• E. W. Clark, W. M.
  • Sam'l B. Spooner, S. W.
  • John B. Hunt, J. W.
  • A. E. Foth, Treas.
  • W. T. Ingraham, Sec.
  • G. T. Weaver, S. D.
  • Robert Morris, J. D.
  • James M. Porter, Marshal
  • E. Cady, S. S.
  • H. G. Shaw, J. S.
  • Geo. D. Rollins, Tyler.



From New England Craftsman, Vol. X, No. 6, March 1915, Page 191:

The celebration of the fiftieth anniversary of Roswell Lee Lodge of Springfield, Mass. on Saturday and Sunday, March 13th and 14th, was an event of notable interest to the lodge and to many others who were privileged to participate in the interesting exercises.

The lapse of a half century in the history of an organization rarely finds one living who was present at the beginning. Roswell Lee Lodge is one of few that have this honor, and its members were gratified by the presence of Ezekiel Webster Clarke, of Providence, R. I., who was the first Worshipful Master of the lodge.

The officers of the Grand Lodge reached Springfield early in the clay and were met by a committee who conducted them to Hotel Kimball where they were entertained. At 1.30 P. M. a reception was given to them in the mahogany room of City tlall, after which Grand Lodge I was organized in an apartment assigned for their use.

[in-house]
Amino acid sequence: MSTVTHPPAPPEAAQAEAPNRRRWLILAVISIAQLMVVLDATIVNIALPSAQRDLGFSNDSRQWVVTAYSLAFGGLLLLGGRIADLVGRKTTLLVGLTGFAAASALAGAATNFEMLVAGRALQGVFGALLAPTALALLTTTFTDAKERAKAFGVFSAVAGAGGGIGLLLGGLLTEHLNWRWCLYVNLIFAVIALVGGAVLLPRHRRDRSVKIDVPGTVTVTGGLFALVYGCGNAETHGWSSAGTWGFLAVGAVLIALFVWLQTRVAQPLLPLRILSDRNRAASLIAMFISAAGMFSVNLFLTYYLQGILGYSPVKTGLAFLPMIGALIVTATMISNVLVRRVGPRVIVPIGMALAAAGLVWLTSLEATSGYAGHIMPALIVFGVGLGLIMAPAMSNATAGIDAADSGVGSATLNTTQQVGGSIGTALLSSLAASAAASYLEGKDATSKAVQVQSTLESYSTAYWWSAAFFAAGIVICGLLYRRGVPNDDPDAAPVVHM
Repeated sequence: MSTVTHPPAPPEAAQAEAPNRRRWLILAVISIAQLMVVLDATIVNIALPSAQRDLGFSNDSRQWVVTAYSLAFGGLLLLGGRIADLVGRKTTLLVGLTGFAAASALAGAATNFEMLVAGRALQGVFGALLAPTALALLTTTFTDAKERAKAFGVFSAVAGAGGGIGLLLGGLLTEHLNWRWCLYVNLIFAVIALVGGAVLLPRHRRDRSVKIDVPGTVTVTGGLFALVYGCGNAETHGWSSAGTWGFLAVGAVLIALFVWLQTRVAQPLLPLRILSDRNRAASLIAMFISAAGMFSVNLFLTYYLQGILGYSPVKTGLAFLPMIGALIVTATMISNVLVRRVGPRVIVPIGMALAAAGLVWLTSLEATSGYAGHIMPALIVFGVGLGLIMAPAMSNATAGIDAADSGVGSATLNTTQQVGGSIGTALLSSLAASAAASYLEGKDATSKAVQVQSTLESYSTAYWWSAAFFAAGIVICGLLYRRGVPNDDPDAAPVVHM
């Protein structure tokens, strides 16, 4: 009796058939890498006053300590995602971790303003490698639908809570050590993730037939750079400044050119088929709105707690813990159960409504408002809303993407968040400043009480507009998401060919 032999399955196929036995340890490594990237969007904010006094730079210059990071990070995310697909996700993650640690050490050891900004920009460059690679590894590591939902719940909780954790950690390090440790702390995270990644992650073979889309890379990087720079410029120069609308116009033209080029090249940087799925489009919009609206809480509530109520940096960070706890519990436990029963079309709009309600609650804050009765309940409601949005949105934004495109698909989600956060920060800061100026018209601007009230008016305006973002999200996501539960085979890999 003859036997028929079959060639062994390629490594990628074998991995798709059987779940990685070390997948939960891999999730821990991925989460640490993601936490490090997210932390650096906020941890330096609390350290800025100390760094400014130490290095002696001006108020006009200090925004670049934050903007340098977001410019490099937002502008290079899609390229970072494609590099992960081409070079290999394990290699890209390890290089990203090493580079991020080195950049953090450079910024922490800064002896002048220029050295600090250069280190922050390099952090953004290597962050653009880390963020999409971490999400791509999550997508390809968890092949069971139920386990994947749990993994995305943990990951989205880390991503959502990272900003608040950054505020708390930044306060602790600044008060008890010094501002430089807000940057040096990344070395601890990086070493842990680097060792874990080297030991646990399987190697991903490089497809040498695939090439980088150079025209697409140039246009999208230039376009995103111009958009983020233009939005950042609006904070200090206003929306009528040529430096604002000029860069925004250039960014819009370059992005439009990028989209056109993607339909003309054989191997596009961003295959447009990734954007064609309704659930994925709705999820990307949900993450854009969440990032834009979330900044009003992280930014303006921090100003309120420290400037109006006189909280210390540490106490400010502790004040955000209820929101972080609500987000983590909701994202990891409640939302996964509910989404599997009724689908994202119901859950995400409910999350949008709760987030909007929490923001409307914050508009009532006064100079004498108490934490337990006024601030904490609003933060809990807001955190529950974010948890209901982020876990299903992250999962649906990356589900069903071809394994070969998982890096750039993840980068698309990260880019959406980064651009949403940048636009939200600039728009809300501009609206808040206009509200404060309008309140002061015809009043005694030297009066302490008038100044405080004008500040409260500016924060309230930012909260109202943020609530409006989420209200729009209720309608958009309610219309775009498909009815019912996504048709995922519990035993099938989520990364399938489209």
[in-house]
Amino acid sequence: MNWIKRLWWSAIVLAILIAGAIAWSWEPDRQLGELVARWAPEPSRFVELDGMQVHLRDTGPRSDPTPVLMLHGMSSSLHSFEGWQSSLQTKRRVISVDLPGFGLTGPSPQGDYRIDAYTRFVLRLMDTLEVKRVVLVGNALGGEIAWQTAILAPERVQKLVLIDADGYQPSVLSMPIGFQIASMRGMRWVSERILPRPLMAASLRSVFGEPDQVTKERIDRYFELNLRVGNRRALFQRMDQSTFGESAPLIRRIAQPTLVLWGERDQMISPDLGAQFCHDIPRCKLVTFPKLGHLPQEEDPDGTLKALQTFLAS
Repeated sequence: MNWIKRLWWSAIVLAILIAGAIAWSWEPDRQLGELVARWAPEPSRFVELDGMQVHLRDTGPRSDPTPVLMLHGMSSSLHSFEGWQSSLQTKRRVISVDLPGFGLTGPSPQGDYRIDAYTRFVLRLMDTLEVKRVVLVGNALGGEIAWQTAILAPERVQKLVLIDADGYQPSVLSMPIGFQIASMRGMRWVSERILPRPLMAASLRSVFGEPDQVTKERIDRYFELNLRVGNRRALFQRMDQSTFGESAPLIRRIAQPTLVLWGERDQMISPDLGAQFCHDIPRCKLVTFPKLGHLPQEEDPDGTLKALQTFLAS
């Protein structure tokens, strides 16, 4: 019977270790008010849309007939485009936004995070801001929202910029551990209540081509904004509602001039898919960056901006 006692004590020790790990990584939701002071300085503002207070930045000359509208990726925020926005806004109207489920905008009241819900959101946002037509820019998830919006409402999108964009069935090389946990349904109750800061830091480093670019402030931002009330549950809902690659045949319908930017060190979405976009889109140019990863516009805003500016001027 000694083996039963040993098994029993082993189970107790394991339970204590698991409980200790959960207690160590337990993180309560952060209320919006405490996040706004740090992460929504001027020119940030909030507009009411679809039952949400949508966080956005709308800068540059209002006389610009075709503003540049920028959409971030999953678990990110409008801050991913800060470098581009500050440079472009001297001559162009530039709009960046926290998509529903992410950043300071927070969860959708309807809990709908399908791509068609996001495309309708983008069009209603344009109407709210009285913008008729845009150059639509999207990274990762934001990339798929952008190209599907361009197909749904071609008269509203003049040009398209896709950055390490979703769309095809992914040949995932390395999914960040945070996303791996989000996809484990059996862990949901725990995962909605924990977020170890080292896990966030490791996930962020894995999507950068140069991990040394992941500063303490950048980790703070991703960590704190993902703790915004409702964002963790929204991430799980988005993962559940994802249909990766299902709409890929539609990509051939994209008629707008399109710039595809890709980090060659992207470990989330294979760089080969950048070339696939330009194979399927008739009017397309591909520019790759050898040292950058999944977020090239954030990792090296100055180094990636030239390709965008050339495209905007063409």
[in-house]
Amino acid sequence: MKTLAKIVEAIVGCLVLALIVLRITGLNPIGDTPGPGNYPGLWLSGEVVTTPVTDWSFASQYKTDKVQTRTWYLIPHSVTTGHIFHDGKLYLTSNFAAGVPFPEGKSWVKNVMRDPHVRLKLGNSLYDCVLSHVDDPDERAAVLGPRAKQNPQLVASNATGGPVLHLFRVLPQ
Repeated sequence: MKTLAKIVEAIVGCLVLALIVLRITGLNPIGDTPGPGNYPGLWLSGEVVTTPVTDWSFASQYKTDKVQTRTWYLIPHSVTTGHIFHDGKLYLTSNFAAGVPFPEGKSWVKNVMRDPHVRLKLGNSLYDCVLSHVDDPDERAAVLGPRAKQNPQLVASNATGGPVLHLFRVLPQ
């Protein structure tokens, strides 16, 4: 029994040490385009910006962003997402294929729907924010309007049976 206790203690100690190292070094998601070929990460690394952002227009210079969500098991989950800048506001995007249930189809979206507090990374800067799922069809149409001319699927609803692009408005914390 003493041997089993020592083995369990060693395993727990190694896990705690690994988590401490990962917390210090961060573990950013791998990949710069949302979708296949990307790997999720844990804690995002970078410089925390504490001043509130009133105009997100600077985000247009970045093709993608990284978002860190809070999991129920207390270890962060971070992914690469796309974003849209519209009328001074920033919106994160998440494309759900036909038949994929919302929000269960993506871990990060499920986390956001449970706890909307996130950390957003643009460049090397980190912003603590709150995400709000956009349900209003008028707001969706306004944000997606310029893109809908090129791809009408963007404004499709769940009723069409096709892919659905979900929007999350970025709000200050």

The Grand Lodge was represented by the following officers and permanent members: M. W. Melvin M. Johnson, Grand Master; R. W. Edwin A. Blodgett, as Deputy Grand Master; R. W. Chauncy E. Peck, as Senior Grand Warden; R. W. Thomas T. Booth, Junior Grand Warden; R. W. Charles H. Ramsay, Grand Treasurer; W. Frank Vogel, as Grand Secretary; W. Edwin L. Davis, Grand Lecturer; Past Grand Master John Albert Blake; District Deputy Grand Masters James B. Paige, Gurdon W. Gordon and Dan J. Kimpton; Rev. Edward A. Horton, Grand Chaplain; William M. Farrington, Grand Marshal; Robert G. Wilson, Senior Grand Deacon; Howard M. North, Senior Grand Steward; George W. Chester, Grand Tyler. There were also Past Deputy Grand Master William H. L. Odell; past Senior Grand Warden William M. Belcher; past Junior Grand Wardens Edmund P. Kendrick and Charles S. Proctor and other permanent members of the Grand Lodge. M. W. Edgar H. Parkman, past Grand Master of the Grand Lodge of Connecticut and a relative of M. W. William Parkman who was Grand Master at the time Roswell Lee Lodge was constituted, was a special guest.